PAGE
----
DuraChain photopolymers offer breakthrough elastic and tough material properties for digital light processing (DLP) printing through a photopolymerization-induced phase separation (PIPS) process
Multiple DuraChain materials – Elastic ToughRubber™ Black and White in different hardnesses – will be exclusively offered on the ETEC Xtreme 8K top-down DLP system
When illuminated during DLP printing, the phase of DuraChain 2-in-1 photopolymers separates at the nano level into a material that cures into a tough, high-performance network
DuraChain photopolymers will enable a new wave of innovation in 3D printing
BOSTON–(BUSINESS WIRE)–#3DP–Desktop Metal (NYSE: DM), a global leader in additive manufacturing technologies for mass production, today announced DuraChain™, a first-of-its-kind commercial grade of photopolymers that utilizes a materials chemistry process called induced photopolymerization. Phase Separation, or Photo PIPS, to deliver breakthrough material properties.
Parts produced with standard acrylate-based resins used in DLP 3D printing are susceptible to shattering or fracture upon impact. For decades, the 3D printing industry has strived to gradually improve the properties of these materials and offer more durable and elastomeric properties.
DuraChain Photopolymers solves this challenge with a revolutionary approach that leverages the Photo PIP process to produce tough, tough end-use parts while eliminating the need for a two-part resin. When illuminated during DLP printing, DuraChain materials separate into two parts at the nano level, then harden into a tough, high-performance network that provides a variety of benefits. DuraChain was developed by Texas-based company Adaptive3D, which was acquired by Desktop Metal in 2021.
Unlike two-part resins, DuraChain photopolymers exhibit a long pot life of approximately one year, depending on environmental conditions, making them more suitable for volume production and reducing waste of spoiled and unused materials .
“DuraChain photopolymers mark a new era in DLP printing that delivers material properties that rival thermosets in a long-life material,” said Ric Fulop, co-founder and CEO of Desktop Metal. “Parts printed with DuraChain resins perform very well over a wide temperature range and offer other important benefits that will quickly lead to new material innovations in DLP printing.”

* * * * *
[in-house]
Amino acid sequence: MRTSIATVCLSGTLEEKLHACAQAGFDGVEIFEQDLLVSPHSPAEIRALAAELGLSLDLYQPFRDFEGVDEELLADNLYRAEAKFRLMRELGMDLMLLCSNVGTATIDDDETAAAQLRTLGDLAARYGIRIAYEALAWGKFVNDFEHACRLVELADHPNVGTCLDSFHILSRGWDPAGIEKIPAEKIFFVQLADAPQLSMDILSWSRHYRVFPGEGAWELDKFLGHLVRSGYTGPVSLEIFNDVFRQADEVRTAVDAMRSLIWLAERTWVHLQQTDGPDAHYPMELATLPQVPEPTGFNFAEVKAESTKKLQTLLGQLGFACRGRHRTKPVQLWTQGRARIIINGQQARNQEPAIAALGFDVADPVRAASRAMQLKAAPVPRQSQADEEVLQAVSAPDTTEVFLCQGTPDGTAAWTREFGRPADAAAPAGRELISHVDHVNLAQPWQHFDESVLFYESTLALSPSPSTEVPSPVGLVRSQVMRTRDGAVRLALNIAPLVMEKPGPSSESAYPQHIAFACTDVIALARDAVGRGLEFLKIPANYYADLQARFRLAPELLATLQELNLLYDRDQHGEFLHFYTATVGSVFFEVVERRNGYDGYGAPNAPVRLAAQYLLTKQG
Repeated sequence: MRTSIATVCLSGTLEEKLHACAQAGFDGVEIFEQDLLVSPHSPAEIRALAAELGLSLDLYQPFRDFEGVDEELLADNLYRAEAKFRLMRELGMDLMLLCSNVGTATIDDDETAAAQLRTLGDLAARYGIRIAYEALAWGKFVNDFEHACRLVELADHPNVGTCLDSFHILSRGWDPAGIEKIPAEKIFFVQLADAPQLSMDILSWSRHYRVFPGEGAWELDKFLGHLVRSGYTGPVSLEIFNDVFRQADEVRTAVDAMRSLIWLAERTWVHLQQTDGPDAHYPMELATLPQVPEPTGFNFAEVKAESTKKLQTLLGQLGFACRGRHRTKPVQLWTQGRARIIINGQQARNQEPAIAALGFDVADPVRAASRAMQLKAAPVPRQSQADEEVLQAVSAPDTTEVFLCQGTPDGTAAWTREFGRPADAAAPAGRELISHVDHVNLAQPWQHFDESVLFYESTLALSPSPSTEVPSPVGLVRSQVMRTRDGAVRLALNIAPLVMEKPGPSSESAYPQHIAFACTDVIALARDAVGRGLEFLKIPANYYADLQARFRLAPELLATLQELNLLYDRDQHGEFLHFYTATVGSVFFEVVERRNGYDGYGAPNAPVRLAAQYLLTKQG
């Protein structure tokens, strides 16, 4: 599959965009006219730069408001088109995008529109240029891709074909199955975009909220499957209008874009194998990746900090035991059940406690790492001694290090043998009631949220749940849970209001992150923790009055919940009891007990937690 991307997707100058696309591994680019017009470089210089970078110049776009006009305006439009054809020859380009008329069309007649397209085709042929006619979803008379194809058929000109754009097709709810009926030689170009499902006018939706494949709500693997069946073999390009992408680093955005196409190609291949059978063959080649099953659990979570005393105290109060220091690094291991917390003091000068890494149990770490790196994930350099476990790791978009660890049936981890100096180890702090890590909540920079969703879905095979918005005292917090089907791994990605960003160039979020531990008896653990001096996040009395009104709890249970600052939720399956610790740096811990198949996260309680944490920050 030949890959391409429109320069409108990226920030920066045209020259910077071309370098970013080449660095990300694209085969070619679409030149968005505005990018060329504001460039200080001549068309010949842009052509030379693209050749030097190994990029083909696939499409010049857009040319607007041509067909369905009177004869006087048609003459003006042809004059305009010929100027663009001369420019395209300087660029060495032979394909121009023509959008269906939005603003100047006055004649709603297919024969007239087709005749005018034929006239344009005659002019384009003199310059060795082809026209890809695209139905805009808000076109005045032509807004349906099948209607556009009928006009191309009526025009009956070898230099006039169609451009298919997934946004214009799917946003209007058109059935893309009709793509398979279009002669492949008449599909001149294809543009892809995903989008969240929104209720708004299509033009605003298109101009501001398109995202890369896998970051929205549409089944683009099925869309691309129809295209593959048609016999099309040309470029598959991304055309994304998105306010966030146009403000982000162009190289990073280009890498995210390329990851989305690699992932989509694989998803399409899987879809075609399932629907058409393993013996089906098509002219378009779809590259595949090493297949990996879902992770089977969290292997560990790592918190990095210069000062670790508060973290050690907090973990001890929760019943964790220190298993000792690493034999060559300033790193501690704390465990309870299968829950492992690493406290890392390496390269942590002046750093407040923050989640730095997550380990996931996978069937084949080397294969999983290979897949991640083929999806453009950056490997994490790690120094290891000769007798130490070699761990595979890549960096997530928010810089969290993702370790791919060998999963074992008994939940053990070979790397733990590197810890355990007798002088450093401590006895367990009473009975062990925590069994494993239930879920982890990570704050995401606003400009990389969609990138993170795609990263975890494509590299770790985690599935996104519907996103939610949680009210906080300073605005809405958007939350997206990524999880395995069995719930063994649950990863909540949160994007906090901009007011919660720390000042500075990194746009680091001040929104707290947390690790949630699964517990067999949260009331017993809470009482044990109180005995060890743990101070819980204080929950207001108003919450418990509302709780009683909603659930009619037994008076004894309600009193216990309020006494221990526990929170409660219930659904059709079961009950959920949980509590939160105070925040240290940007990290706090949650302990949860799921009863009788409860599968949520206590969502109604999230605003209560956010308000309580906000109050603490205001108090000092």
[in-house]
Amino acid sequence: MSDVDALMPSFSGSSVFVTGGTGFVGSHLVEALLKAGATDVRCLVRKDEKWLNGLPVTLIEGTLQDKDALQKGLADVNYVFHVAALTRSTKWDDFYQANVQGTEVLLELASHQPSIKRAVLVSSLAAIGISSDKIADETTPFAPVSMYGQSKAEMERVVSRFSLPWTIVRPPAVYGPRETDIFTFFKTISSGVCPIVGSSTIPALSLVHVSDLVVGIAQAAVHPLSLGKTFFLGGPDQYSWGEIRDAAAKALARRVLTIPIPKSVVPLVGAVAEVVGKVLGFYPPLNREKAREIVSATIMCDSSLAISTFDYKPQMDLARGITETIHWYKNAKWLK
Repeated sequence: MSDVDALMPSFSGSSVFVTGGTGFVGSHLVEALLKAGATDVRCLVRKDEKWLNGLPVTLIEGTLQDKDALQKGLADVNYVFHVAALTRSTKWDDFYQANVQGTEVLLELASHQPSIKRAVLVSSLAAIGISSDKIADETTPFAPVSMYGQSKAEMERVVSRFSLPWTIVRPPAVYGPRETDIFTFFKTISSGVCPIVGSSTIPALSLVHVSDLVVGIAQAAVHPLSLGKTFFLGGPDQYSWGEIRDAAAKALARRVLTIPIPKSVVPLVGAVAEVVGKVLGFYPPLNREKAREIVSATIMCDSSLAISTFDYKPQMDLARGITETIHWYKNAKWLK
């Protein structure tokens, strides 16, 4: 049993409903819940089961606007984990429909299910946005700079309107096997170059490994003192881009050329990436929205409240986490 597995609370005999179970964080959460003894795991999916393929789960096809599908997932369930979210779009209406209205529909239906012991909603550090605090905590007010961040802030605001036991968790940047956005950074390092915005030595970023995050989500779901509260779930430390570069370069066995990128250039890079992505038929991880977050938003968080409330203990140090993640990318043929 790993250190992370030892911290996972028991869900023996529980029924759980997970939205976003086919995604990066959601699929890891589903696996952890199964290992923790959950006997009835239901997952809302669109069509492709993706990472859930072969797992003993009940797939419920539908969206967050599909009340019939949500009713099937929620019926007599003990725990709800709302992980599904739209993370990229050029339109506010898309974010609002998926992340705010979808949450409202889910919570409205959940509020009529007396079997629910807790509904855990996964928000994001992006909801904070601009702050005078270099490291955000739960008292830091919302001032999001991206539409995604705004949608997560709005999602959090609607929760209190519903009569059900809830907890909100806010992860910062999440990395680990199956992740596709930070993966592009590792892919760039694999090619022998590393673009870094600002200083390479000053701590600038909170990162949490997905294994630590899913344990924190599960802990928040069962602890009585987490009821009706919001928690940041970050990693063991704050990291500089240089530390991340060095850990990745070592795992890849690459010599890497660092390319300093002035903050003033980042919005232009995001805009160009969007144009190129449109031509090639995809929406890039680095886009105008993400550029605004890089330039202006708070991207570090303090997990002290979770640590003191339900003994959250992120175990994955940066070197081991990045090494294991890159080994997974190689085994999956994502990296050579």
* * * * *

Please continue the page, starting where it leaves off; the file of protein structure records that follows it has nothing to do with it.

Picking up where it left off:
The Challenge of Commercializing Photo PIPS
Photopolymers that cure using the Photo PIP process have been studied by researchers for years, but have not been widely commercialized, primarily because DLP 3D printing hardware has struggled to print the resins at high viscosity needed to use this process.
Most DLP systems feature a bottom-up printing process in which a projector is placed below the build area and illuminates each part layer through a transparent tray, while the part advances upwards suspended from a build tray. Since Photo PIPS resins require more energy to cure and are relatively heavy compared to standard resins, they are difficult to suspend from a build plate when bottom-up DLP printing.
Desktop Metal’s DuraChain materials will be printable on one of the additive manufacturing industry’s only descendant DLP systems, the ETEC Xtreme 8K.
A new range of DuraChain photopolymers
Several DuraChain materials will be exclusively available on the ETEC Xtreme 8K: Elastic ToughRubber (ETR) 70 and 90, both of which are offered today and differ in their Shore A durometer value. ETR 70 is available in black while ETR 90 is available in black and white, which produces white parts that can be dyed any color for production.
ETR is already being used to 3D print end-use parts. A case study shows how Dustless Tools, a Utah-based manufacturer of industrial and construction vacuum systems, uses the rugged ETR material to nationally produce its DustBuddie for demolition hammers. The rugged application requires the material to have high energy return, tear resistance, resilience and other durability properties.
Additionally, a new video also showcases the use of ETR 70 Black by Aerosport Additive, a high-end service bureau for 3D printed prototypes and production parts outside of Columbus, Ohio. Aerosport has purchased several ETEC Xtreme 8K printers and serves the aerospace, automotive, medical, electronics, and military industries, among others.
3D printed parts in a variety of DuraChain materials will be on display May 17-19 in Detroit at RAPID+TCT, North America’s largest and most influential additive manufacturing event. Printing platforms capable of Desktop Metal production for metals, polymers, elastomers, ceramics, composites and reclaimed wood materials will be showcased at booth #3301 at the main entrance of the show.
About Desktop Metal
Desktop Metal, Inc., based in Burlington, Massachusetts, is accelerating manufacturing transformation with a broad portfolio of 3D printing solutions from rapid prototyping to mass production. Founded in 2015 by leaders in advanced manufacturing, metallurgy and robotics, the company is addressing the unmet challenges of speed, cost and quality to make additive manufacturing an essential tool for engineers and manufacturers around the world. Desktop Metal was selected as one of the World’s 30 Most Promising Technology Pioneers by the World Economic Forum, named to MIT Technology Review’s 50 Smartest Companies list, and winner of Fast Company’s 2021 Innovation by Design Award in Materials and Fast Company’s Next Big Things in Tech Award for Sustainability.
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